• The coronavirus pandemic has taken so much toll on world health
  • A recent global survey revealed that three in four adults expressed willingness to get vaccinated 
  • But some were still not willing to be immunized  

About three in four adults globally are willing to get immunized against the coronavirus once a vaccine becomes available, shows a recently released survey.

As COVID-19 cases continue to surge across the world, the race to develop a vaccine is also progressing at a rapid pace. The United States leads the world in the total number of positive coronavirus cases, with more than 6 million cases, followed closely by Brazil and India.

A new survey shows that more people are showing willingness to receive vaccination once it is ready.

The study conducted by the World Economic Forum and Ipsos, a market research firm, polled nearly 20,000 adults in 27 countries in the two weeks ended Aug. 7. The researchers found that about 74% of respondents were willing to undergo immunization against the deadly virus, though they were not that confident the vaccine is enough to defeat the coronavirus.

coronavirus vaccine
A vaccine is pictured. Pete Linforth - Pixabay

Results of the survey, which was released Tuesday, revealed that of all the participants, those living in China showed great eagerness, with 97% of them saying they were very much willing to get immunized. Respondents in Brazil, Australia, and India were also very eager in getting immunized with more than 85% of the participants in all three countries answering favorably.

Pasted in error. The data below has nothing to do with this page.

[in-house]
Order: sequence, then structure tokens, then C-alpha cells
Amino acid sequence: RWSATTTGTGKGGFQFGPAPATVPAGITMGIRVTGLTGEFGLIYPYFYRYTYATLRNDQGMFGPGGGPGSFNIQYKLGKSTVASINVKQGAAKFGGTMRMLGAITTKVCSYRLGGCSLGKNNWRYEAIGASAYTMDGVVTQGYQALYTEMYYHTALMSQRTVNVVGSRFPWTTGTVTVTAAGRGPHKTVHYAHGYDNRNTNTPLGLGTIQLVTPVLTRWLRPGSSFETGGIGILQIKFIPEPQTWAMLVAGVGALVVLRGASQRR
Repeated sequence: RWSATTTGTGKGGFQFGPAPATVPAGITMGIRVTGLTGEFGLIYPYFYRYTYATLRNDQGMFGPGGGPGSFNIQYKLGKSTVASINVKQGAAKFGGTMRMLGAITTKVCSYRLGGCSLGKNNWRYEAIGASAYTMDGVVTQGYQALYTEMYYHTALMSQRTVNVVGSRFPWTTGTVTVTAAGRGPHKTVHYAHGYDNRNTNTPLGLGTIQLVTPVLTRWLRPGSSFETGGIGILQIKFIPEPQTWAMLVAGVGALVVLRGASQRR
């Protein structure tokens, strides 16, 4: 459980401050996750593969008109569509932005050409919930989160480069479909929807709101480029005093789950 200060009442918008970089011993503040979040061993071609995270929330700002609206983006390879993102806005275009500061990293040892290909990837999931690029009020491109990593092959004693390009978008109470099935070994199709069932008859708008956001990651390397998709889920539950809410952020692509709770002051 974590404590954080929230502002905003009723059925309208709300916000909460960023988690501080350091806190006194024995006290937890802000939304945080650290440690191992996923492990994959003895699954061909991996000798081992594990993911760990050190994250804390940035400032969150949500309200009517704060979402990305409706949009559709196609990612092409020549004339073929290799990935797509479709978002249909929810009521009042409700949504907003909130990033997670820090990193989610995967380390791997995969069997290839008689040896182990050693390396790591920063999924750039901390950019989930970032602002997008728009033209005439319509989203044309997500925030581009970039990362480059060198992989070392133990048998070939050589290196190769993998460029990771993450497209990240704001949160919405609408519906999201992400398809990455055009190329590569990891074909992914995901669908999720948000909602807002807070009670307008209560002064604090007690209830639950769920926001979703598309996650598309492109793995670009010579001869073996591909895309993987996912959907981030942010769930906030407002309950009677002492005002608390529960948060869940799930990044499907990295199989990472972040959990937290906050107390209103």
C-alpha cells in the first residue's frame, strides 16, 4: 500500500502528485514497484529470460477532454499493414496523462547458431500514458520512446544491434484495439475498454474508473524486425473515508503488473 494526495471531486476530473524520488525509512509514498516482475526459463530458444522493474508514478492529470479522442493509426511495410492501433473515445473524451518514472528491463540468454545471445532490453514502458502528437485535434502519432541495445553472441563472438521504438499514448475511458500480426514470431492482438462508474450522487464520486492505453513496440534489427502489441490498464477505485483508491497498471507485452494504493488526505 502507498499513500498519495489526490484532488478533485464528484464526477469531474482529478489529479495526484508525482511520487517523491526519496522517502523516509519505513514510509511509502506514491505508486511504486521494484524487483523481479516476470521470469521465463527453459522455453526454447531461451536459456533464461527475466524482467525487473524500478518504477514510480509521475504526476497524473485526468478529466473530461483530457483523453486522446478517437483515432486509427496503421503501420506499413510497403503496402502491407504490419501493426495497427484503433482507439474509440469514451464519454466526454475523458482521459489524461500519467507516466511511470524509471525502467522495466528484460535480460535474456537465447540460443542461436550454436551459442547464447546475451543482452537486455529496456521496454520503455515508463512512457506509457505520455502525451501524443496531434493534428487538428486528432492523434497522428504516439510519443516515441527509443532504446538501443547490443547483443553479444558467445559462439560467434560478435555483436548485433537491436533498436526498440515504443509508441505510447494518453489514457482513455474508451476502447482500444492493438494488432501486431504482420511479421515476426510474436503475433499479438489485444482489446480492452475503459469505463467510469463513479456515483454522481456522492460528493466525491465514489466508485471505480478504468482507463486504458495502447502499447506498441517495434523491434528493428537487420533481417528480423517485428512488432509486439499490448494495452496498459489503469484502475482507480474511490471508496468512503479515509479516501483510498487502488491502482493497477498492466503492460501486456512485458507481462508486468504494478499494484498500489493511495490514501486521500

In the United States, 67% of those surveyed look favorably at getting vaccinated. But only 34% of respondents expressed confidence that a vaccine will be available before the end of this year. In a House of Representatives hearing last July 21, pharmaceutical executives said the earliest time they could come up with coronavirus vaccines is perhaps around the first quarter of 2021.

Respondents in Russia were the least willing, with only 54% of the participants expressing willingness to be vaccinated. Other countries where people expressed doubts about vaccination were Poland and Hungary, both at 56%, and France at 59%.

Although the survey shows a huge majority of respondents all over the world are eagerly waiting for a coronavirus vaccine, health experts expressed concern as around 26% are not planning for an immunization.

Arnaud Bernaert, the head of World Economic Forum's Shaping the Future of Health and Healthcare project, said the shortfall is substantial enough to compromise the efficacy of vaccines.

"It is therefore critical that governments and the private sector come together to build confidence and ensure that manufacturing capacity meets the global supply of a COVID-19 vaccination program. This will require cooperation between researchers and manufacturers and public funding arrangements that remove restrictions to vaccine access," Bernaert said.

Researchers said most of the respondents who said they do not want a vaccine were anxious about its possible side effects. Another reason was having doubts on the efficacy of the vaccine. Some said they were not at risk from the infection so there was no need for them to get the immunization.